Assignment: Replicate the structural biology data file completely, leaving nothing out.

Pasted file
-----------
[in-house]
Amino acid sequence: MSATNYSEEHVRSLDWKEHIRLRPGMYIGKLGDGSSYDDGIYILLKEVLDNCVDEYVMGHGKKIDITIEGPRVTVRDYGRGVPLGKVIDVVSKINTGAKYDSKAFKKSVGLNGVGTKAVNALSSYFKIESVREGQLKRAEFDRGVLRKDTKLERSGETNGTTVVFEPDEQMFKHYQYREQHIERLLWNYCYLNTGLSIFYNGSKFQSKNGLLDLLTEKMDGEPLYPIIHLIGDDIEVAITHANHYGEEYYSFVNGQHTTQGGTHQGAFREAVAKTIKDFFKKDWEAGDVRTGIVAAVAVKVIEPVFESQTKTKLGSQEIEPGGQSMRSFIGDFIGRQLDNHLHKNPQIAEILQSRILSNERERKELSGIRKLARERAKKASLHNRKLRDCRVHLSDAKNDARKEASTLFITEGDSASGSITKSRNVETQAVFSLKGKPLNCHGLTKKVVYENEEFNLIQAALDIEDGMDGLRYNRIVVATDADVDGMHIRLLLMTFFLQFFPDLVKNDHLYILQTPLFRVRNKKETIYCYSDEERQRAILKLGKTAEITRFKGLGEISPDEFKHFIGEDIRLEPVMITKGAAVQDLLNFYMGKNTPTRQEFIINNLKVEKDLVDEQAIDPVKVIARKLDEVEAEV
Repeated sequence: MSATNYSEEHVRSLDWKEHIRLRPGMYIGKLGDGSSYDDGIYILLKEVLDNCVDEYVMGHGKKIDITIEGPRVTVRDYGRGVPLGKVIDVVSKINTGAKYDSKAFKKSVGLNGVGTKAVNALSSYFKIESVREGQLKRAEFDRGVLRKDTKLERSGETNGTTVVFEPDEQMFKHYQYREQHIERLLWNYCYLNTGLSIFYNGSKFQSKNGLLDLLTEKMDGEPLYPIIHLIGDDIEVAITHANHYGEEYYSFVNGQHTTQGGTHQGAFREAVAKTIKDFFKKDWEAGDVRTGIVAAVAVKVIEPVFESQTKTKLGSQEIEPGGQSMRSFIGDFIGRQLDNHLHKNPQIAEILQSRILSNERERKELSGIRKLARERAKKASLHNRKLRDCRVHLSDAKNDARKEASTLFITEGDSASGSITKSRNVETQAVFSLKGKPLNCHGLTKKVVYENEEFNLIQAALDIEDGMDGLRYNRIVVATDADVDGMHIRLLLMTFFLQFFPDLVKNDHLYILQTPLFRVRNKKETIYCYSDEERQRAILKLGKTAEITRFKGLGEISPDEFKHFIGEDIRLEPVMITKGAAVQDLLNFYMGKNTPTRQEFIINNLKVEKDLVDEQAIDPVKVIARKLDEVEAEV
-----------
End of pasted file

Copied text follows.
[in-house]
Amino acid sequence: MSATNYSEEHVRSLDWKEHIRLRPGMYIGKLGDGSSYDDGIYILLKEVLDNCVDEYVMGHGKKIDITIEGPRVTVRDYGRGVPLGKVIDVVSKINTGAKYDSKAFKKSVGLNGVGTKAVNALSSYFKIESVREGQLKRAEFDRGVLRKDTKLERSGETNGTTVVFEPDEQMFKHYQYREQHIERLLWNYCYLNTGLSIFYNGSKFQSKNGLLDLLTEKMDGEPLYPIIHLIGDDIEVAITHANHYGEEYYSFVNGQHTTQGGTHQGAFREAVAKTIKDFFKKDWEAGDVRTGIVAAVAVKVIEPVFESQTKTKLGSQEIEPGGQSMRSFIGDFIGRQLDNHLHKNPQIAEILQSRILSNERERKELSGIRKLARERAKKASLHNRKLRDCRVHLSDAKNDARKEASTLFITEGDSASGSITKSRNVETQAVFSLKGKPLNCHGLTKKVVYENEEFNLIQAALDIEDGMDGLRYNRIVVATDADVDGMHIRLLLMTFFLQFFPDLVKNDHLYILQTPLFRVRNKKETIYCYSDEERQRAILKLGKTAEITRFKGLGEISPDEFKHFIGEDIRLEPVMITKGAAVQDLLNFYMGKNTPTRQEFIINNLKVEKDLVDEQAIDPVKVIARKLDEVEAEV
Repeated sequence: MSATNYSEEHVRSLDWKEHIRLRPGMYIGKLGDGSSYDDGIYILLKEVLDNCVDEYVMGHGKKIDITIEGPRVTVRDYGRGVPLGKVIDVVSKINTGAKYDSKAFKKSVGLNGVGTKAVNALSSYFKIESVREGQLKRAEFDRGVLRKDTKLERSGETNGTTVVFEPDEQMFKHYQYREQHIERLLWNYCYLNTGLSIFYNGSKFQSKNGLLDLLTEKMDGEPLYPIIHLIGDDIEVAITHANHYGEEYYSFVNGQHTTQGGTHQGAFREAVAKTIKDFFKKDWEAGDVRTGIVAAVAVKVIEPVFESQTKTKLGSQEIEPGGQSMRSFIGDFIGRQLDNHLHKNPQIAEILQSRILSNERERKELSGIRKLARERAKKASLHNRKLRDCRVHLSDAKNDARKEASTLFITEGDSASGSITKSRNVETQAVFSLKGKPLNCHGLTKKVVYENEEFNLIQAALDIEDGMDGLRYNRIVVATDADVDGMHIRLLLMTFFLQFFPDLVKNDHLYILQTPLFRVRNKKETIYCYSDEERQRAILKLGKTAEITRFKGLGEISPDEFKHFIGEDIRLEPVMITKGAAVQDLLNFYMGKNTPTRQEFIINNLKVEKDLVDEQAIDPVKVIARKLDEVEAEV